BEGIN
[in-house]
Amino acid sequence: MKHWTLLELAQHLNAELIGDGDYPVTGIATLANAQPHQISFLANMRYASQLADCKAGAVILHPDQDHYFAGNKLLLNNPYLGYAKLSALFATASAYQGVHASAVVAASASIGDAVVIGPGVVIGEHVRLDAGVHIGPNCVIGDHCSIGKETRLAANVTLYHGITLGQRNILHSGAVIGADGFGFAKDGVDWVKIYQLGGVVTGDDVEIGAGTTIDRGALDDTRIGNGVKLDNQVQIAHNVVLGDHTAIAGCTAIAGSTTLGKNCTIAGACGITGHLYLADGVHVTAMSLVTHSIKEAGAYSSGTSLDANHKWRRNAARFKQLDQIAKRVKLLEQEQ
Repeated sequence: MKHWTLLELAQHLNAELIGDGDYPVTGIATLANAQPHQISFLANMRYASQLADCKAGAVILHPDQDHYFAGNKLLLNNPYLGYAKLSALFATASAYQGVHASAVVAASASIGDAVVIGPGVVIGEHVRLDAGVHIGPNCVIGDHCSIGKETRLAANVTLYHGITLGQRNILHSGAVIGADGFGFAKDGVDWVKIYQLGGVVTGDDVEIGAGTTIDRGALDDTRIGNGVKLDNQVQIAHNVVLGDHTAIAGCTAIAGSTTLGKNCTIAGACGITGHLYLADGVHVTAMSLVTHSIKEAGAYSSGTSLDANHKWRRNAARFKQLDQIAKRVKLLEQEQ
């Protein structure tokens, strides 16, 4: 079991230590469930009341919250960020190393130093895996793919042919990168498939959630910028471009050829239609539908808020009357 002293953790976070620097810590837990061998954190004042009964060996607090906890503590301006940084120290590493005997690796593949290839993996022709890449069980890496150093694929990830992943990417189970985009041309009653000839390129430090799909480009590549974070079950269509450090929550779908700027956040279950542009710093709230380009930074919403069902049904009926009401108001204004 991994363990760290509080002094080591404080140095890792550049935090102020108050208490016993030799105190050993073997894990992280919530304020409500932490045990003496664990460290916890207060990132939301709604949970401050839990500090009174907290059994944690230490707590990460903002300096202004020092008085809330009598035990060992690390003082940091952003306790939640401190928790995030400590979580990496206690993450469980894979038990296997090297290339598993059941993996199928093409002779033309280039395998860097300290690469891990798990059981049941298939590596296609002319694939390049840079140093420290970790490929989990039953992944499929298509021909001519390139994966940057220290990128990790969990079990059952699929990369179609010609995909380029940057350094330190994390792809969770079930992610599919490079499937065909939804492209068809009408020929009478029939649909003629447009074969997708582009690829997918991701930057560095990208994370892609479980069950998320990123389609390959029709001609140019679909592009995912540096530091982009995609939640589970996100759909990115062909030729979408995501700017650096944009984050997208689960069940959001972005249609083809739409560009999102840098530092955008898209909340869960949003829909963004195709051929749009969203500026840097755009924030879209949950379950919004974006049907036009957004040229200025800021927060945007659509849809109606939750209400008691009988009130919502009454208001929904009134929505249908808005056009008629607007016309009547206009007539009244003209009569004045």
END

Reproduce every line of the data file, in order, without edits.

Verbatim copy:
[in-house]
Amino acid sequence: MKHWTLLELAQHLNAELIGDGDYPVTGIATLANAQPHQISFLANMRYASQLADCKAGAVILHPDQDHYFAGNKLLLNNPYLGYAKLSALFATASAYQGVHASAVVAASASIGDAVVIGPGVVIGEHVRLDAGVHIGPNCVIGDHCSIGKETRLAANVTLYHGITLGQRNILHSGAVIGADGFGFAKDGVDWVKIYQLGGVVTGDDVEIGAGTTIDRGALDDTRIGNGVKLDNQVQIAHNVVLGDHTAIAGCTAIAGSTTLGKNCTIAGACGITGHLYLADGVHVTAMSLVTHSIKEAGAYSSGTSLDANHKWRRNAARFKQLDQIAKRVKLLEQEQ
Repeated sequence: MKHWTLLELAQHLNAELIGDGDYPVTGIATLANAQPHQISFLANMRYASQLADCKAGAVILHPDQDHYFAGNKLLLNNPYLGYAKLSALFATASAYQGVHASAVVAASASIGDAVVIGPGVVIGEHVRLDAGVHIGPNCVIGDHCSIGKETRLAANVTLYHGITLGQRNILHSGAVIGADGFGFAKDGVDWVKIYQLGGVVTGDDVEIGAGTTIDRGALDDTRIGNGVKLDNQVQIAHNVVLGDHTAIAGCTAIAGSTTLGKNCTIAGACGITGHLYLADGVHVTAMSLVTHSIKEAGAYSSGTSLDANHKWRRNAARFKQLDQIAKRVKLLEQEQ
């Protein structure tokens, strides 16, 4: 079991230590469930009341919250960020190393130093895996793919042919990168498939959630910028471009050829239609539908808020009357 002293953790976070620097810590837990061998954190004042009964060996607090906890503590301006940084120290590493005997690796593949290839993996022709890449069980890496150093694929990830992943990417189970985009041309009653000839390129430090799909480009590549974070079950269509450090929550779908700027956040279950542009710093709230380009930074919403069902049904009926009401108001204004 991994363990760290509080002094080591404080140095890792550049935090102020108050208490016993030799105190050993073997894990992280919530304020409500932490045990003496664990460290916890207060990132939301709604949970401050839990500090009174907290059994944690230490707590990460903002300096202004020092008085809330009598035990060992690390003082940091952003306790939640401190928790995030400590979580990496206690993450469980894979038990296997090297290339598993059941993996199928093409002779033309280039395998860097300290690469891990798990059981049941298939590596296609002319694939390049840079140093420290970790490929989990039953992944499929298509021909001519390139994966940057220290990128990790969990079990059952699929990369179609010609995909380029940057350094330190994390792809969770079930992610599919490079499937065909939804492209068809009408020929009478029939649909003629447009074969997708582009690829997918991701930057560095990208994370892609479980069950998320990123389609390959029709001609140019679909592009995912540096530091982009995609939640589970996100759909990115062909030729979408995501700017650096944009984050997208689960069940959001972005249609083809739409560009999102840098530092955008898209909340869960949003829909963004195709051929749009969203500026840097755009924030879209949950379950919004974006049907036009957004040229200025800021927060945007659509849809109606939750209400008691009988009130919502009454208001929904009134929505249908808005056009008629607007016309009547206009007539009244003209009569004045």